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Discussion Starter · #1 ·
I'm new to the game/trail cam stuff. so far, i've just been setting up on a location where i know deer are grazing. Unfortunately, this location is a bit exposed with only a few mahogany trees to break the wind. because of that my settings are set to low sensitivity and longer time outs. I've seen a lot of deer parts, some critters and plenty of moving branches.

so my question is, am i using a poor location, poor settings or are all trail cams taking pics like these. fwiw, i have a covert mp6 and looking to add another less expensive model to check other locations.
 

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Look for an area like a trail leading into your meadow or a better spot without branches and bushes that are triggering your camera. Aim it towards the trail rather than perpendicular to it and you will get better pics of the whole animal as it approaches or walks away. Its kind of a trial by error to get just the right spot.
 

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You can always cut down a few branches to make a more clear shot. Also how many pics are you getting? Your memory card will hold a lot depending on how big it is. Maybe set your sensitivity a little higher so that your getting the whole deer, and just delete the photos of the wind.
 

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I find that less than half of the pictures on my cameras contain animals. The great majority are "false triggers." I would take that even further and say that probably 20-25% actually contain a reasonably clear image of an animal... and a small percentage of those pictures are bucks or bulls. From 500 images I might end up with 35 or 40 that I end up saving. It's still worth doing simply because of the anticipation of what could be in the next picture.

I get my best results when I place my camera so that it is north facing, this keeps the IR sensor out of direct sun the most and also eliminates the overexposed imiages at sunrise/sunset if the camera is pointed east or west.
Most guys, and most manufacturers, say to place the camera about 4 feet off the ground, but I've found that brush easily grows up over the summer and causes problems at that height. So a couple years back I started placing my cameras up higher (as high as I can comfortably get them... so about 8ft) and angle them slightly down onto the trail. It's just my opinion but I think that I get better full body images of animals with a camera up higher compared to about waist high (plus the elk don't mess with them as much).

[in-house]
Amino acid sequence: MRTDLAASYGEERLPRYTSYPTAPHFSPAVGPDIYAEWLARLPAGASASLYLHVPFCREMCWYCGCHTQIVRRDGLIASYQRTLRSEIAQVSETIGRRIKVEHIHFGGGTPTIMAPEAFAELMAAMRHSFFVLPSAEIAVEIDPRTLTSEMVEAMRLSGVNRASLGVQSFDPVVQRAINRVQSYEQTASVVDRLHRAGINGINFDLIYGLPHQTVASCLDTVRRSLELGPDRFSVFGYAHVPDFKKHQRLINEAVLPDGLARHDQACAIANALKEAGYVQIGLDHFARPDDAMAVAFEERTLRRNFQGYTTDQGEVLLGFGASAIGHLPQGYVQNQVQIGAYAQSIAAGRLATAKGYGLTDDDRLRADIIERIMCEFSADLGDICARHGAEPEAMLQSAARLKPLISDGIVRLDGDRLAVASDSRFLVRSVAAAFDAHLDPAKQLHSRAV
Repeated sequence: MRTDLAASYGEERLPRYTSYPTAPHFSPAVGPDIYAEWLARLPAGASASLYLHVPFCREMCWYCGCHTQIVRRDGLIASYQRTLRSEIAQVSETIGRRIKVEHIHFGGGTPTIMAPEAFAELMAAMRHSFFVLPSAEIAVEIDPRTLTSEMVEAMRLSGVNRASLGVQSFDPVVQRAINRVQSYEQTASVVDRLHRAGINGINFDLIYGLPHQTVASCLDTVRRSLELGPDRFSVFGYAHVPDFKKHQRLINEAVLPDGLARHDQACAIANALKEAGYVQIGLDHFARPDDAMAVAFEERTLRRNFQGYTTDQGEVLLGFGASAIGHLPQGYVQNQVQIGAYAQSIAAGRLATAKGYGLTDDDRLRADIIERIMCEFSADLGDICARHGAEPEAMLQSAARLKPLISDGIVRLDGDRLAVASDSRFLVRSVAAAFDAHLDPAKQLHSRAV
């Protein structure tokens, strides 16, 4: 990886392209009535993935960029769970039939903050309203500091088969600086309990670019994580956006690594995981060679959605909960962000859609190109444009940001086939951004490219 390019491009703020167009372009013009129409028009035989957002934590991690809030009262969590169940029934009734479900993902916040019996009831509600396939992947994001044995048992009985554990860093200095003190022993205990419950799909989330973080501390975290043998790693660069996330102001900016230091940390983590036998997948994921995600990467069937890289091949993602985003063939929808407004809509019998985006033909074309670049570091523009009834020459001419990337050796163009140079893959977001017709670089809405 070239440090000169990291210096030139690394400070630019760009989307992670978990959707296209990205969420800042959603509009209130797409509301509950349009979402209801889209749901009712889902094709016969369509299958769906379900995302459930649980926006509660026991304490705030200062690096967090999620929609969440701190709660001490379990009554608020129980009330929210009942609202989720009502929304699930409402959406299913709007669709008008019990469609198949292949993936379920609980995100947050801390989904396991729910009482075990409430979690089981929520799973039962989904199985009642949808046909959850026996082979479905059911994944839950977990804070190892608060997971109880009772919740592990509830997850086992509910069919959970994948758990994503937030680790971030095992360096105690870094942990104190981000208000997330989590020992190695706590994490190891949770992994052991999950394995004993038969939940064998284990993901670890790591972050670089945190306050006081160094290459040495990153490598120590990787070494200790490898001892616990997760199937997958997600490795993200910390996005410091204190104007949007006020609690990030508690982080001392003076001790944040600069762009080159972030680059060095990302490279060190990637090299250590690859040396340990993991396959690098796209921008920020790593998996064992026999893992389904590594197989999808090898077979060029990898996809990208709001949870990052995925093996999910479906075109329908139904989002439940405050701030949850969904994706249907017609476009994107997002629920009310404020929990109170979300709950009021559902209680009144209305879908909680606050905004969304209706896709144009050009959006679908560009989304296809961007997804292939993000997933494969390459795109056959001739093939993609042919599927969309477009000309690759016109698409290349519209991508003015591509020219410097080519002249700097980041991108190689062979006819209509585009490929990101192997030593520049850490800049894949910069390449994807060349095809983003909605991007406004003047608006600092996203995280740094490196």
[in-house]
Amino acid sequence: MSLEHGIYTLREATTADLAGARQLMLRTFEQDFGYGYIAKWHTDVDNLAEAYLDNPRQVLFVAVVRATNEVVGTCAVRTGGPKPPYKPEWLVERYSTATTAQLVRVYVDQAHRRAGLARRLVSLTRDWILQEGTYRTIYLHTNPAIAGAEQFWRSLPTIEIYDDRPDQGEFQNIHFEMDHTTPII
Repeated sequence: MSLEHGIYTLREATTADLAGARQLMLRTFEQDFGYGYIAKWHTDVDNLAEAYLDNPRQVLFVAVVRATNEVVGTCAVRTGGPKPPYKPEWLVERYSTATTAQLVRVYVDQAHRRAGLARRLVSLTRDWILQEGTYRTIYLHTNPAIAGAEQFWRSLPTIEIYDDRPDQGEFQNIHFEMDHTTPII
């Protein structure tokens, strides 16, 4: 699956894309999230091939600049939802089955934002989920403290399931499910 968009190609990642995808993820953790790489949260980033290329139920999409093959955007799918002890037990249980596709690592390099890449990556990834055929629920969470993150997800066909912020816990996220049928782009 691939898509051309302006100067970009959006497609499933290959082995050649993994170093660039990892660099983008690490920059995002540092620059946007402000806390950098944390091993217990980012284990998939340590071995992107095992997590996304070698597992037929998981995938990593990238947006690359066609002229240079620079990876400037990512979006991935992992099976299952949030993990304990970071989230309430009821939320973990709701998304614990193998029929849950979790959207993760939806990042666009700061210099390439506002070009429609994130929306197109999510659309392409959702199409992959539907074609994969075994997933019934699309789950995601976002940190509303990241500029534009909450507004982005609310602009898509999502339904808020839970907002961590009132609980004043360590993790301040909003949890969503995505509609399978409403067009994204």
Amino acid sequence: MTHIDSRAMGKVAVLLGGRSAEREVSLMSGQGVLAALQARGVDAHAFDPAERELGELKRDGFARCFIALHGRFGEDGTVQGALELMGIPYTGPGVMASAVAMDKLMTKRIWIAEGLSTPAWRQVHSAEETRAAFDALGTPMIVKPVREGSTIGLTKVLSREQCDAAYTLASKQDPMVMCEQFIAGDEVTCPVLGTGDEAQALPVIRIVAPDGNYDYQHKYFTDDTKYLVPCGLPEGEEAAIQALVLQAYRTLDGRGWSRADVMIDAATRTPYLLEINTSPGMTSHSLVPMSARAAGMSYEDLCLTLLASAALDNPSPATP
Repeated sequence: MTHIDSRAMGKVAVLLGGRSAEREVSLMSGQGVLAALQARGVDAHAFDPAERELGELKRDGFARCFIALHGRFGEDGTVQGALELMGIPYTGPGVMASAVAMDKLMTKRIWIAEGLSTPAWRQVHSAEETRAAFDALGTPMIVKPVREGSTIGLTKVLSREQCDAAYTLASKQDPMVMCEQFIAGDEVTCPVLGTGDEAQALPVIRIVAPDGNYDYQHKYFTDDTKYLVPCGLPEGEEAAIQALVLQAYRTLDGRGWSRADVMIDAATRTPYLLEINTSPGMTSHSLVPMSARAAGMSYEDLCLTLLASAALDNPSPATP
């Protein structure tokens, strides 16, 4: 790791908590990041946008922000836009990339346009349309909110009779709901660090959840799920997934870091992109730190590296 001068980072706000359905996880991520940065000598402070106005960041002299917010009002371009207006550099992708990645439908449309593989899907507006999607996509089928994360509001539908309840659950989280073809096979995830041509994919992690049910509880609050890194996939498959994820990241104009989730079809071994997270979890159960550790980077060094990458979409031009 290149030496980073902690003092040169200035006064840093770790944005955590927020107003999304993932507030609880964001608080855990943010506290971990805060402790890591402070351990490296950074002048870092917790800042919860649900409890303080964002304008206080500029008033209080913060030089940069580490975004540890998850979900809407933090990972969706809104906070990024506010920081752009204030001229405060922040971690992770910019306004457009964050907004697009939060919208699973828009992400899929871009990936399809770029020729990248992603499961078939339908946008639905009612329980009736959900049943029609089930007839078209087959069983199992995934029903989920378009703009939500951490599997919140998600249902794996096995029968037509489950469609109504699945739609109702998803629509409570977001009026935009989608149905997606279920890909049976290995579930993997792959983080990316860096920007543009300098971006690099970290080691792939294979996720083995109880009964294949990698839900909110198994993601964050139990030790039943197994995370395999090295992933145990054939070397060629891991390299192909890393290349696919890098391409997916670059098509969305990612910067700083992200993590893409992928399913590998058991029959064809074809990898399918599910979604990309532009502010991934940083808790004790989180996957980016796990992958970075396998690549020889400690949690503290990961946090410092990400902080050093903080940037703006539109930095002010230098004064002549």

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Sunrise and sunset will trigger the camera, so those are bad directions to face the camera. I like to put down a salt lick or something else to get them to stop.
 

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Discussion Starter · #6 ·
thanks for all the tips. i will head out there next week and make some adjustments. for the last two months i've just been using the trial and error method in an easy access area where deer have been. i will dial that in and put them out to where i plan hunt some elk.
 

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I've found that placing mine at about waist height works out quite well. It also helps to have a water source or something to get them to slow down or stop. I of course end up with many empty frames or just pieces of an animal as it runs by, but I have received some pretty sweet shots as well.
 
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